A new shock ad campaign
Catching up on medical news from the UK, one can’t help but look in wonderment at the logic of allocating limited public healthcare resources. These stories appearing in juxtaposition are a case in point.
Health Secretary Alan Johnson just announced that a new anti-obesity public health campaign will be launched on Tuesday. Called Change4Life, it will use shock tactics, depicting graphic images of gory internal organs oozing with fat, to scare people into dieting and exercising. It is hoped the pictures will disgust people about getting fat. If the current obesity epidemic continues, he said, 90% of adults will be overweight or obese by 2050. [Figure below depicts the predictions from the Foresight report.]
This campaign was born from the NICE obesity guidelines, the Foresight Programme of the Office of Science and Technology report issued last year, and the 'Healthy Weight, Healthy Lives' toolkit of national strategies issued last month. Chief Medical Officer, Sir Liam Donaldson said: “Since I first spoke in my 2002 annual report of Obesity: the health time bomb, nothing has changed my mind about the seriousness of this threat to the country's future health.”
The new public health campaign is said to cost $631.52 million (U.S. dollars).
The Royal College of Pathologists reports that NHS trusts struggling to cut costs have resulted in a shortage of specialists in some areas and is hampering cancer survival rates. Diagnoses and life-saving treatments for seriously ill patients are being dangerously delayed because of shortages of highly trained specialists. Thousands of patients with immune disorders and allergies don’t have access to the 59 immunologists for the entire UK.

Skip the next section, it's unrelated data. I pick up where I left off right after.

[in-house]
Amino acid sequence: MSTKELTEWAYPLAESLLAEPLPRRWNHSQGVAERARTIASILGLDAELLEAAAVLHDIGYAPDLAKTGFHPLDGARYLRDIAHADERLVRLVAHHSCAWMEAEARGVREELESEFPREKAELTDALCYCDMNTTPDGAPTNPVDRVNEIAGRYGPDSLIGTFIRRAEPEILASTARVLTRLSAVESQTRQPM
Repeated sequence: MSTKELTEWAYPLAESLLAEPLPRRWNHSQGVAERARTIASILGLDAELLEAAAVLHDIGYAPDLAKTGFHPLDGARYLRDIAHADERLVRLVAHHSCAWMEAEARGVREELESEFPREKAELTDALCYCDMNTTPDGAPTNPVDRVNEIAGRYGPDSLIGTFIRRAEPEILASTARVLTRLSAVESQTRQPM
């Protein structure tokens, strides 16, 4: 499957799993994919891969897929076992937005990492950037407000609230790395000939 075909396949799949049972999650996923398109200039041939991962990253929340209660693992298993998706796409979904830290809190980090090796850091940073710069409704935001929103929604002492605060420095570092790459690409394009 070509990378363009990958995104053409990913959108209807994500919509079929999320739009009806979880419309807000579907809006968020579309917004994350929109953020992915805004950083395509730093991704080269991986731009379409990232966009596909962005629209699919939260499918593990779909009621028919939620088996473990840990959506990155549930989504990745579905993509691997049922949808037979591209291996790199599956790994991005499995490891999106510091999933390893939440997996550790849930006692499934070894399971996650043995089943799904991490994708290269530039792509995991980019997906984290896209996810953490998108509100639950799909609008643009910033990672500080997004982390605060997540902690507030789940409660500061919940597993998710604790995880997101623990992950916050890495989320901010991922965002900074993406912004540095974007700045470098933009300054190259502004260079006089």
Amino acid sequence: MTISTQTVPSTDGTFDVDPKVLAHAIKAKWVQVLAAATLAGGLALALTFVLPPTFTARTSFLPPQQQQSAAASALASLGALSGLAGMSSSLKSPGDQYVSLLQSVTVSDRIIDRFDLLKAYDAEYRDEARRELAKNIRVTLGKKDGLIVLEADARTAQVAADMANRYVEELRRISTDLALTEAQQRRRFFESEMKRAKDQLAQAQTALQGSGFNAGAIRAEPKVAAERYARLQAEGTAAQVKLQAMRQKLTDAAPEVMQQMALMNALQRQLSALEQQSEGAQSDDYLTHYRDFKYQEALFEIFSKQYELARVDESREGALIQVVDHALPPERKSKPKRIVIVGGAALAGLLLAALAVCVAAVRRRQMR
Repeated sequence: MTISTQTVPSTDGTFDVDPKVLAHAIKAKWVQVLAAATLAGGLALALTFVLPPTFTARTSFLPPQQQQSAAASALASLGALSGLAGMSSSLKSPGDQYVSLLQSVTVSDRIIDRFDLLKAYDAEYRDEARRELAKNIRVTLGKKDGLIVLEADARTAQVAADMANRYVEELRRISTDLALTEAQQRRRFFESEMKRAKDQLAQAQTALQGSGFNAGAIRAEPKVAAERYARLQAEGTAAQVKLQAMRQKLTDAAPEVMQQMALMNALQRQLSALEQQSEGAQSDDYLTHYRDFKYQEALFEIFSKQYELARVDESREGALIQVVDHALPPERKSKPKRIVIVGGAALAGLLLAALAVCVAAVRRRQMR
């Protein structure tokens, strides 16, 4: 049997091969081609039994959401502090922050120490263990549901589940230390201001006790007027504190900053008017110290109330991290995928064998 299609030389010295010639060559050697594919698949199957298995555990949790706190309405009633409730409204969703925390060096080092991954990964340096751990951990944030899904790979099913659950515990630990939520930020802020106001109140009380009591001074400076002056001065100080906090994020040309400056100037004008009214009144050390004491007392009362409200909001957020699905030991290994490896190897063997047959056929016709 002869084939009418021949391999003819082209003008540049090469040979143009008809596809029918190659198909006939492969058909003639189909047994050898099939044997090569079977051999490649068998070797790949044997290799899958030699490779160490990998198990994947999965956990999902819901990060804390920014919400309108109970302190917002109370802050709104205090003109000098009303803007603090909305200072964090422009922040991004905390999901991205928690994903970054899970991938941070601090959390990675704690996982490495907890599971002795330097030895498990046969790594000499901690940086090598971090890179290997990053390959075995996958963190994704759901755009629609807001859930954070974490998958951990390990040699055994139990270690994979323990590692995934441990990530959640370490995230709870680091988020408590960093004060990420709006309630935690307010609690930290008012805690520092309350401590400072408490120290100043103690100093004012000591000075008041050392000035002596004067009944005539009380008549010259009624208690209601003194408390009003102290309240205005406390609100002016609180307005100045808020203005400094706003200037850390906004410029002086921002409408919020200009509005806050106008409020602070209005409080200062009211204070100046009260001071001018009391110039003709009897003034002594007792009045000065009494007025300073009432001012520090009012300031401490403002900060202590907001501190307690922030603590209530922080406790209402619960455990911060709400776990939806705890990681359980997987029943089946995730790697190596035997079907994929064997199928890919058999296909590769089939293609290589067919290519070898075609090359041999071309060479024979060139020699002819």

According to BBC News, a major trauma center has had to close several times due to staff shortages and NHS trust bosses report a UK-wide shortage of doctors to run the unit. Nurses are being brought in and trained to provide 24/7 emergency room coverage for nonemergent injuries at three hospitals.
The baby charity Bliss reported that a Freedom of Information investigation has found that 4 out of 5 special care baby units don’t have enough nurses to provide minimum care level to babies. The report estimates a shortage of 1,700 neonatal nurses in the UK and that units had to refuse new admissions about five weeks over the past year, with seven having to close for a total of three months. Three babies a day have had to be transferred out due to lack of capacity.
The Daily Mail reports that increasing numbers of Britons are going abroad for surgery and numbers are expected to double in the next two years. More than 100,000 people went abroad for care ranging from heart operations to plastic surgery last year. The reasons cited for the dramatic rise were high out of pocket costs to patients, longer waiting lists and the problem of hospital superbugs in UK hospitals. A shortage of dentists has also led to increases in numbers seeking overseas dental care. While out-of-country costs may be less, doctors are warning that many patients are being put at risk for complications and poor care through some of these medical tourism deals.
On Tuesday, patients and healthcare professionals will get hundreds of millions of dollars in special gory anti-obesity ads, said to be an important priority for public health. Cancer patients, trauma victims, parents of premature babies and cardiology patients may feel differently about that.